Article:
R.A. Dickey says the Yankees were stalling yesterday

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Yesterday R.A. Dickey gave up a homer to Lyle Overbay in the seventh inning. The next batter, Eduardo Nunez, came up to bat, but before he did he called time, had the trainer come out and help him get something out of his eye.  At least that’s what appeared to happen. Dickey says it was gamesmanship:

“What had happened, and it was fairly obvious to everyone in our dugout, was that Joe (Girardi) was trying to get (Nunez) to take some extra time so he could get Robertson warmed up in the bullpen,” Dickey said. “(It’s) just gamesmanship on his part.”

Nunez said it was just stuff in his eye. I didn’t see the game, but the accounts of the little incident suggest it was only a short delay. How Dickey can be so sure it was faked is beyond me. Anyone with any insight?

While we’re at it, is it possible for the Jays and Yankees to play a series without someone accusing someone else of chicanery or unwritten rules violations or something? Seems like it happens every time.

Barry Zito rooted against his own team in the 2010 World Series

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Retired big league pitcher Barry Zito has a memoir coming out. Much of it will likely track the usual course of an athlete’s memoir. The thrill of victory, the agony of defeat and a few fun and/or sad and/or thoughtful anecdotes along the way. One bit of it, though, is not the stuff of the usual athlete memoir.

He writes that he ctually rooted against the San Francisco Giants — his own team —  in the 2010 World Series. He did so because he was left off the postseason roster, felt miserable about it and let his ego consume him. From the San Francisco Chronicle:

“It was really hard to admit . . . I rooted against the team because my ego was in full control and if we lost then I could get out of there . . . It would a) prove they couldn’t do it without me, and b) take me out of the situation because I was so miserable coming to the field every day. I was so deep in shame. I wanted out of that situation so bad.”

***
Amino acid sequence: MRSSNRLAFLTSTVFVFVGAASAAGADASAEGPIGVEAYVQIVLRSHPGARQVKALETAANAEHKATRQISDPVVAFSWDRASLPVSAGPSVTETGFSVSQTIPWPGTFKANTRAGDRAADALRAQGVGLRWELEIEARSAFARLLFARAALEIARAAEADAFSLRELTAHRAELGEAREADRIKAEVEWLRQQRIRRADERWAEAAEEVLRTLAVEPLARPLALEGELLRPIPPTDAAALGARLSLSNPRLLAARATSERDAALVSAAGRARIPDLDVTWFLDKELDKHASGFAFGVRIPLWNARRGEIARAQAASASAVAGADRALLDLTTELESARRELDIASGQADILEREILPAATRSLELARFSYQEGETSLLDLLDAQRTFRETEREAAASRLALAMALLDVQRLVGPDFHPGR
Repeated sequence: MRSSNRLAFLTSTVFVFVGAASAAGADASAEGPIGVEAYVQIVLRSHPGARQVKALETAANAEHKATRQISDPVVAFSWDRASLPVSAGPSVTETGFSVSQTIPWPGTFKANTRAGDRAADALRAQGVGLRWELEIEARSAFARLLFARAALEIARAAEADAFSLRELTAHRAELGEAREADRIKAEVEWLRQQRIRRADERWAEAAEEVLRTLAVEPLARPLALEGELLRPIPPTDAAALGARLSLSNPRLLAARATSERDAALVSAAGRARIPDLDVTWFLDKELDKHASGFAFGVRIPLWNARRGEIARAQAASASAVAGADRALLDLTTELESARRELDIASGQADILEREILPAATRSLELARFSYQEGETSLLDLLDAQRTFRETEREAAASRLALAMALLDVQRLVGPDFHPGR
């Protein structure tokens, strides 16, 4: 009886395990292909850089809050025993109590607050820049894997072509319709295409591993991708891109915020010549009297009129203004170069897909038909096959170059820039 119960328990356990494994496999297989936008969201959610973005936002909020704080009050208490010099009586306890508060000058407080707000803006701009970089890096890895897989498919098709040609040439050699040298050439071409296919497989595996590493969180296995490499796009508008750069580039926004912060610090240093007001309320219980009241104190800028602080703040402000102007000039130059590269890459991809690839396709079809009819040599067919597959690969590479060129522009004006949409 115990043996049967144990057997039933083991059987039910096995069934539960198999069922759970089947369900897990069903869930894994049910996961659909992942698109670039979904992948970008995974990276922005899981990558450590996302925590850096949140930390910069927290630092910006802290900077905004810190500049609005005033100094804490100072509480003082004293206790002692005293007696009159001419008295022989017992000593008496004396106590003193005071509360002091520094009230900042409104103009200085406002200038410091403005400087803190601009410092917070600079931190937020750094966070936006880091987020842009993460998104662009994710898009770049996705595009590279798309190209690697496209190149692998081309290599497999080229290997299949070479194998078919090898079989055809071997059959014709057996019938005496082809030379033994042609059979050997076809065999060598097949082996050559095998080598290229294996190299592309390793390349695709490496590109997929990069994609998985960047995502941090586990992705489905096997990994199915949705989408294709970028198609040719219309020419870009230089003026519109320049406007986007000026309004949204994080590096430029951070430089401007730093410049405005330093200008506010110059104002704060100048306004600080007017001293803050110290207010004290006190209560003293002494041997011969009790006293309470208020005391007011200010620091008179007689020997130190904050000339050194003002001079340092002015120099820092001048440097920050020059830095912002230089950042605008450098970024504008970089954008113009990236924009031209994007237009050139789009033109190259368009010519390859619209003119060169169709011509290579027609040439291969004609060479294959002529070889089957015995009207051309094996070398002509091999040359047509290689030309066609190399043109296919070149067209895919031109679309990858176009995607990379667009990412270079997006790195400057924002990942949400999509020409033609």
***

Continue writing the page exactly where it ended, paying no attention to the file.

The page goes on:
Zito at that point was midway through a seven-year, $126 million contract he signed with the Giants after the 2006 season. Almost as soon as he signed it he transformed from one of the better pitchers in the game — he had a 124 ERA+ in eight seasons with the Oakland Athletics and won the 2002 Cy Young Award — to being a liability for the Giants. Indeed, he only had one season in San Francisco where, again, by ERA+, he was a league-average starter or better. In 2010 he went 9-14 with a 4.15 ERA and was way worse than that down the stretch. It made perfect sense for the Giants to leave him off the 2010 postseason roster. And, of course, it worked out for them.

Things would improve. He’d still generally struggle as a Giant, but in 2012 he was a hero of the NLCS, pitching the Giants past the Cardinals in a must-win game. He then got the Game 1 start in the World Series and beat Justin Verlander as the Giants won that game and then swept the Tigers out of the series. As time went on he’d fine more personal happiness as well. When his contract ended following the 2013 season Zito took out a full-page ad in the San Francisco Chronicle thanking Giants fans for their support. He’d leave the game in 2014 and pitch three more games for the Athletics in 2015 before retiring for good.

Not many baseball memoirs deliver hard truths like Zito’s appears willing to do. That’s pretty damn brave of him. And pretty damn admirable.